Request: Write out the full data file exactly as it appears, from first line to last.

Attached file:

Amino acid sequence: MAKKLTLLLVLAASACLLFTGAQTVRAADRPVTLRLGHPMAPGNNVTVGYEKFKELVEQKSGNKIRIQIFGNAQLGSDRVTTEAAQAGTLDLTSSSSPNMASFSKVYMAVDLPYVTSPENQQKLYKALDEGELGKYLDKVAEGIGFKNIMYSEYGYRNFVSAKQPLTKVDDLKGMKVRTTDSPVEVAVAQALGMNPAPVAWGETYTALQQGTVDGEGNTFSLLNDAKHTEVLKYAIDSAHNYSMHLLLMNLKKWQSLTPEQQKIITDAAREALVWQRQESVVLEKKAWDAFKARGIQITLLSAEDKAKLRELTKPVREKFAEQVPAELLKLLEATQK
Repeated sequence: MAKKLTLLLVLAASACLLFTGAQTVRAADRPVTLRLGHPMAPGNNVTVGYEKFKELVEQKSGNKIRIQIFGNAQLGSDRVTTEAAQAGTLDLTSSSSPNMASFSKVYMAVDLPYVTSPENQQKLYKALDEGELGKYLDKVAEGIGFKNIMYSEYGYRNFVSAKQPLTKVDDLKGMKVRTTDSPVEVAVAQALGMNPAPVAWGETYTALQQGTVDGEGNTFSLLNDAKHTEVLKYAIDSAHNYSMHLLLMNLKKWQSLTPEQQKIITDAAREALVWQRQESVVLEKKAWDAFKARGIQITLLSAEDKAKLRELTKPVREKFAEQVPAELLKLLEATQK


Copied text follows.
Amino acid sequence: MAKKLTLLLVLAASACLLFTGAQTVRAADRPVTLRLGHPMAPGNNVTVGYEKFKELVEQKSGNKIRIQIFGNAQLGSDRVTTEAAQAGTLDLTSSSSPNMASFSKVYMAVDLPYVTSPENQQKLYKALDEGELGKYLDKVAEGIGFKNIMYSEYGYRNFVSAKQPLTKVDDLKGMKVRTTDSPVEVAVAQALGMNPAPVAWGETYTALQQGTVDGEGNTFSLLNDAKHTEVLKYAIDSAHNYSMHLLLMNLKKWQSLTPEQQKIITDAAREALVWQRQESVVLEKKAWDAFKARGIQITLLSAEDKAKLRELTKPVREKFAEQVPAELLKLLEATQK
Repeated sequence: MAKKLTLLLVLAASACLLFTGAQTVRAADRPVTLRLGHPMAPGNNVTVGYEKFKELVEQKSGNKIRIQIFGNAQLGSDRVTTEAAQAGTLDLTSSSSPNMASFSKVYMAVDLPYVTSPENQQKLYKALDEGELGKYLDKVAEGIGFKNIMYSEYGYRNFVSAKQPLTKVDDLKGMKVRTTDSPVEVAVAQALGMNPAPVAWGETYTALQQGTVDGEGNTFSLLNDAKHTEVLKYAIDSAHNYSMHLLLMNLKKWQSLTPEQQKIITDAAREALVWQRQESVVLEKKAWDAFKARGIQITLLSAEDKAKLRELTKPVREKFAEQVPAELLKLLEATQK